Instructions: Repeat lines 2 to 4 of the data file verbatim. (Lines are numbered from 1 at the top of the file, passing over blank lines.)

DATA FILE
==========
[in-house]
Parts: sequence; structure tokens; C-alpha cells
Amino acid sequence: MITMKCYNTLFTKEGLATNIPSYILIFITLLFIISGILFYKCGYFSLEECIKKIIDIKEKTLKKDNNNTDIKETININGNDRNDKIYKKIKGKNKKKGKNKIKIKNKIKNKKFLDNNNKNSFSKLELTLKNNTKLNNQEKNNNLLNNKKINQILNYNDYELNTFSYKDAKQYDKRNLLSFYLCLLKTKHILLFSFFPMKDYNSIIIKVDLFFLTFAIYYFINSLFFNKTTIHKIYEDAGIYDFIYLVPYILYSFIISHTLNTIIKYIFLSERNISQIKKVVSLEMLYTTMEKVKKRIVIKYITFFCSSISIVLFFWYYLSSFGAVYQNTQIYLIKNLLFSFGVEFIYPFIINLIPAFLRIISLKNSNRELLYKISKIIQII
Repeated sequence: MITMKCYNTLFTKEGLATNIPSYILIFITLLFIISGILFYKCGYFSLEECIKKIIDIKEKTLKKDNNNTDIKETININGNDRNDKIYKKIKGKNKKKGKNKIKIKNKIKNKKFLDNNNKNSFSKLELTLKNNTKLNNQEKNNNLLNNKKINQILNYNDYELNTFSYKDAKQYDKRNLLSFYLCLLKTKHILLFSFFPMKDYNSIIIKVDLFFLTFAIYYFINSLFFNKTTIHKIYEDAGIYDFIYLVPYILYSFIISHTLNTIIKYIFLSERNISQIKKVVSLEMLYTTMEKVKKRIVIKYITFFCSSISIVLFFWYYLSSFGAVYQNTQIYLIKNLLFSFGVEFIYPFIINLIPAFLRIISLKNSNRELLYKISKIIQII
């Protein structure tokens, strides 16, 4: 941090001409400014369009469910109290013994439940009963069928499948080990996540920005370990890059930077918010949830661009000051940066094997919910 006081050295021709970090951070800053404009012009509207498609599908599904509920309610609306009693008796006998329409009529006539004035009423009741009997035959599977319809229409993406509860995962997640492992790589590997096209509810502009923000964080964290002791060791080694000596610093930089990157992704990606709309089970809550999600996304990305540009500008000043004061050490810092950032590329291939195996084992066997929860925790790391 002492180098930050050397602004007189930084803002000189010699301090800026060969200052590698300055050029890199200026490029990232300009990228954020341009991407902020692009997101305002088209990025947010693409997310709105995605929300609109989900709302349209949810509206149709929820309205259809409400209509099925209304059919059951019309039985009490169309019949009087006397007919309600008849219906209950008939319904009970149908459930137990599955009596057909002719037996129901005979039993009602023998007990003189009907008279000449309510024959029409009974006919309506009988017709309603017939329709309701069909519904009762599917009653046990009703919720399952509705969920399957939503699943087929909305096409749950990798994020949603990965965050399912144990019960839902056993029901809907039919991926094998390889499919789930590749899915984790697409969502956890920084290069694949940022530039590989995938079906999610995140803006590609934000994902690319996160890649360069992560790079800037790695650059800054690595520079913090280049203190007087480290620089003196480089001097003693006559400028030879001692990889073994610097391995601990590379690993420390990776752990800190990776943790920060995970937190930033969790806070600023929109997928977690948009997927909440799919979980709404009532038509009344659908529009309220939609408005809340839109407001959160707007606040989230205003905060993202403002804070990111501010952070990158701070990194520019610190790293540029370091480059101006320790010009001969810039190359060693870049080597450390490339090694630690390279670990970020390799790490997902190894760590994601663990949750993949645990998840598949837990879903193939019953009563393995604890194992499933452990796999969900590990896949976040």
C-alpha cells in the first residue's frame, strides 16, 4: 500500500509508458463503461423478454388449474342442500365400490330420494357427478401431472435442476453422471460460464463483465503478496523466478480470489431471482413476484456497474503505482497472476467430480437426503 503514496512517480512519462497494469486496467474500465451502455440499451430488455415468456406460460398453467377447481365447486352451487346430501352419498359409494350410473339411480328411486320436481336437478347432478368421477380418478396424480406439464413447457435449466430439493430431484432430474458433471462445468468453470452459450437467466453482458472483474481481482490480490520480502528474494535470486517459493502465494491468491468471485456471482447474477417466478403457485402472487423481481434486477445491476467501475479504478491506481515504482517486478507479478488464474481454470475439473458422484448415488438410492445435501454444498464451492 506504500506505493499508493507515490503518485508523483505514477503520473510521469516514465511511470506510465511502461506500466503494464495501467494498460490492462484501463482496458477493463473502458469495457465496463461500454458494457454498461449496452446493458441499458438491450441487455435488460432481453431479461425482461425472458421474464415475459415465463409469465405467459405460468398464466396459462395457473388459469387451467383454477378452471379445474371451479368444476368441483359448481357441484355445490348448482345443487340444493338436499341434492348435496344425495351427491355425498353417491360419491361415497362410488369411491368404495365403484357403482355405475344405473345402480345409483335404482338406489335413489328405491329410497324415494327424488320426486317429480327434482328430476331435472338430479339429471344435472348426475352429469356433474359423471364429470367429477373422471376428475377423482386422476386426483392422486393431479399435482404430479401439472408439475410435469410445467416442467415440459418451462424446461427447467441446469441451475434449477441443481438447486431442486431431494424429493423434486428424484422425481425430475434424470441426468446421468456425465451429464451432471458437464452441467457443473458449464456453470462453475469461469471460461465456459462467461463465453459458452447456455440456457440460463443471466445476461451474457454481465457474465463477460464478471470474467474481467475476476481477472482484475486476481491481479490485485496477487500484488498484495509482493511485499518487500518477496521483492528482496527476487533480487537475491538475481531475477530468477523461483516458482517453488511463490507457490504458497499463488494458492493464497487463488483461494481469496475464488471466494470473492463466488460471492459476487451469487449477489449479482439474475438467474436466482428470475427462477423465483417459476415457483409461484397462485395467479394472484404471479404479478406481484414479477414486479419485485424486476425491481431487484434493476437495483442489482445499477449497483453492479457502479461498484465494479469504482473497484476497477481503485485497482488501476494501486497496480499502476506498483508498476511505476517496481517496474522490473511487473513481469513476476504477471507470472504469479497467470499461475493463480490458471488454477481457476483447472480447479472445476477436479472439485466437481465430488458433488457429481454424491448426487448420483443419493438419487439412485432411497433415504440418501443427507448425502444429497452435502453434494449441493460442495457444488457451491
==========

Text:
Parts: sequence; structure tokens; C-alpha cells
Amino acid sequence: MITMKCYNTLFTKEGLATNIPSYILIFITLLFIISGILFYKCGYFSLEECIKKIIDIKEKTLKKDNNNTDIKETININGNDRNDKIYKKIKGKNKKKGKNKIKIKNKIKNKKFLDNNNKNSFSKLELTLKNNTKLNNQEKNNNLLNNKKINQILNYNDYELNTFSYKDAKQYDKRNLLSFYLCLLKTKHILLFSFFPMKDYNSIIIKVDLFFLTFAIYYFINSLFFNKTTIHKIYEDAGIYDFIYLVPYILYSFIISHTLNTIIKYIFLSERNISQIKKVVSLEMLYTTMEKVKKRIVIKYITFFCSSISIVLFFWYYLSSFGAVYQNTQIYLIKNLLFSFGVEFIYPFIINLIPAFLRIISLKNSNRELLYKISKIIQII
Repeated sequence: MITMKCYNTLFTKEGLATNIPSYILIFITLLFIISGILFYKCGYFSLEECIKKIIDIKEKTLKKDNNNTDIKETININGNDRNDKIYKKIKGKNKKKGKNKIKIKNKIKNKKFLDNNNKNSFSKLELTLKNNTKLNNQEKNNNLLNNKKINQILNYNDYELNTFSYKDAKQYDKRNLLSFYLCLLKTKHILLFSFFPMKDYNSIIIKVDLFFLTFAIYYFINSLFFNKTTIHKIYEDAGIYDFIYLVPYILYSFIISHTLNTIIKYIFLSERNISQIKKVVSLEMLYTTMEKVKKRIVIKYITFFCSSISIVLFFWYYLSSFGAVYQNTQIYLIKNLLFSFGVEFIYPFIINLIPAFLRIISLKNSNRELLYKISKIIQII